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Norman City

Norman City Hall is located at 201 West Gray Street, Norman OK 73069; phone: 405-366-5402.

Covington House (Schendel House), ca. 1927, 328 Cortez Street, Tallahassee, FL, National Register

Photo: Eugene Bavinger House, ca. 1955, 730 60th Avenue, NE, Norman, OK. Designed by architect Bruce Goff. Listed on the National Register of Historic Places in 2001. Photographed by User: Jones2jy (own work), 2009, [cc-by-1.0 (http://creativecommons.org/publicdomain/zero/1.0/deed.en)], via Wikimedia Commons, accessed January, 2015.

Beginnings []

Similar to many towns in central Oklahoma, Norman's origins date primarily back to 1889 and the first Oklahoma Land Run. However, Norman has a brief pre-1889 history as a stop along the branch line extended through central Oklahoma by the Atchison, Topeka and Santa Fe Railway beginning in 1884. The railroad station, and subsequently the city, was named for a government engineer who had camped in the vicinity of the present site of the town in 1872.[1] Although there were only a few railroad buildings on the site of Norman Station, one of the lasting impacts of the original railroad occupation of the site was the town's Original Town site plat. Railroad officials took upon themselves the duty of preparing a town site plat which reflected their interests. As such, unlike many Oklahoma towns, Norman's town site does not follow the traditional grid pattern espoused by the federal government. Instead, Norman's town site was laid out in relation to the points of the railroad rather then a compass. Later development of Norman followed the traditional grid pattern, creating a noticeable jog between the original town site and subsequent additions.

On 21 April 1889, the site that would become the town of Norman was open prairie except for the handful of railroad buildings. By nightfall, 22 April 1889, Norman had mushroomed to a town of five hundred citizens and numerous temporary shelters. The Santa Fe Railway turned over its plat to the first town site company that arrived. Rather than remarking the lots of the new town, the town site company embraced the railroad's development plans with construction quickly underway.

Although Congress provided regulations for the land run, they failed to authorize a territorial government for the Unassigned Lands. Over a year after the land run, Congress finally passed the Oklahoma Organic Act on 2 May 1890. This act organized the government of Oklahoma Territory, in addition to other important matters. Under the act, the first seven counties of the future state of Oklahoma were created. Cleveland County was one of these first seven counties created in Oklahoma Territory.[2] Norman was quickly designated the county seat of Cleveland County.

Norman experienced a relatively stable population growth through the first half of the twentieth century. By the time Oklahoma was officially granted statehood in 1907, Norman's population stood at 3,040. Three years later, the town's population stood at 3,724, a gain of nearly seven hundred residents. In 1920, Norman claimed just over five thousand residents. The 1920s proved to be a major decade of growth for Norman. City population nearly doubled from 5,004 in 1920 to 9,603 in 1930. Gaining slightly less than 2000 residents in the ensuing decade, by 1940 Norman's population stood at 11,429. The 1940s also brought an explosion in the number of Norman residents so that by 1949, city population reached 20,180. It must be remembered, however, that these numbers did not accurately reflect the number of people actually living within the city due to the number of college students residing in the town on a temporary basis. [3]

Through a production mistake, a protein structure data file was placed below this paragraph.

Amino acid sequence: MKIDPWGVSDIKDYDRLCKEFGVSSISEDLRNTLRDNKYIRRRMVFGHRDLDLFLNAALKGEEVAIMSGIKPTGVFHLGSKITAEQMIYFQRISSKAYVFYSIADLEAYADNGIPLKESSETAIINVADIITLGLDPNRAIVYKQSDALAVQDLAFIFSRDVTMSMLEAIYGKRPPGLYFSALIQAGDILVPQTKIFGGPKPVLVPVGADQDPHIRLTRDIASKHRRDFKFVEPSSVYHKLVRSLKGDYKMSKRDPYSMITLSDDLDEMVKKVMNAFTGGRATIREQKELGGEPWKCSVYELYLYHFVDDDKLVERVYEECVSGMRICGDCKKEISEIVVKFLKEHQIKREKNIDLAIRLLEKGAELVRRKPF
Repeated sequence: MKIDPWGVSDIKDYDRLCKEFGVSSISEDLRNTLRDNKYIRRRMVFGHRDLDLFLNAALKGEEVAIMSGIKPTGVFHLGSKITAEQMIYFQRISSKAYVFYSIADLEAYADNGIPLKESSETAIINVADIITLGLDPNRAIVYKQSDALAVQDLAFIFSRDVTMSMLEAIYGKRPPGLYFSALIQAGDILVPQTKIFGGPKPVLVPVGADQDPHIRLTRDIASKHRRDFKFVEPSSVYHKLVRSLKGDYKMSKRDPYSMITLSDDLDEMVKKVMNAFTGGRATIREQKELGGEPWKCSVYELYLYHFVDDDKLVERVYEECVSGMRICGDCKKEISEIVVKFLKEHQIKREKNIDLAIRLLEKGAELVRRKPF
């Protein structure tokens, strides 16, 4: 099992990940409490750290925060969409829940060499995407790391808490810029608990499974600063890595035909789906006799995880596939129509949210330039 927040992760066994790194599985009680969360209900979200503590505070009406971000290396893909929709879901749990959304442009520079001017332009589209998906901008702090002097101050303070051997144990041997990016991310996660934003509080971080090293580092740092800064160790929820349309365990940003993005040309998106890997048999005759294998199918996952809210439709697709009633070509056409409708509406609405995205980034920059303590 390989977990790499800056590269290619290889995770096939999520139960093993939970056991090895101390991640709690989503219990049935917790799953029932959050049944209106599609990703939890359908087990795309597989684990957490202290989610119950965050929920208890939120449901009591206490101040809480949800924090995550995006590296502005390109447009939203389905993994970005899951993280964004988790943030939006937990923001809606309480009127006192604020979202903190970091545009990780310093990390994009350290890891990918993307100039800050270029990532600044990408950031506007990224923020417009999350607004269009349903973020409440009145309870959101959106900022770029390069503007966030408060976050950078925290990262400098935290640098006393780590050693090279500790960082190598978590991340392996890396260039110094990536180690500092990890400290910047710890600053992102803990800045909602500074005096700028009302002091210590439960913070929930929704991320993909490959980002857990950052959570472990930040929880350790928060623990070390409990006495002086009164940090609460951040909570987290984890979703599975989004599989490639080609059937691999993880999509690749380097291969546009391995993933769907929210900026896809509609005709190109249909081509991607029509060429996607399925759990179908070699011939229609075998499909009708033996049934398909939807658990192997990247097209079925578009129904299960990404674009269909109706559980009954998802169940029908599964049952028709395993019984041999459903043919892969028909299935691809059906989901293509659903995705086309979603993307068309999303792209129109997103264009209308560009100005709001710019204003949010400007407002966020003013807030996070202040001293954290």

Two major state institutions greatly influenced the maturation of the city throughout this time period, continuing to the present. The "most important factor in the growth" of the town was the location of the University of Oklahoma in the city. The University opened its doors in September 1892 in a building on Main Street. By 1948, over eleven hundred students attended the school which included nearly one hundred buildings on a main campus of nearly three hundred acres on the southwest side of Norman. The second state institution which affected the development of the town was Central State Hospital. Opened in 1915 in a previously privately owned mental institution, Central State Hospital became the state's largest mental treatment center by the late 1940s. In addition to operating its own farm and dairy, the hospital also ran canning plants, a laundry, mattress factory and furniture factory. In all by 1949, the hospital was valued at over four million dollars with 111 buildings spread over an area of 120 acres.[4]

  1. Institute of Community Development, University of Oklahoma, "Norman, the University City: Community Resources," (Norman, Oklahoma: Community Development Committee of the Norman Chamber of Commerce, 1949), 5.
  2. Arrel Morgan Gibson, Oklahoma: A History of Five Centuries, 2nd edition (Norman, Oklahoma: University of Oklahoma Press, 1991), 176-178.
  3. Institute of Community Development, "Norman, the University City," 8.
  4. Ibid., 5.

Savage, Cynthia, City of Norman, Norman City Park New Deal Resources, nomination document, 2000, National Park Service, National Register of Historic Places, Washington, D.C.

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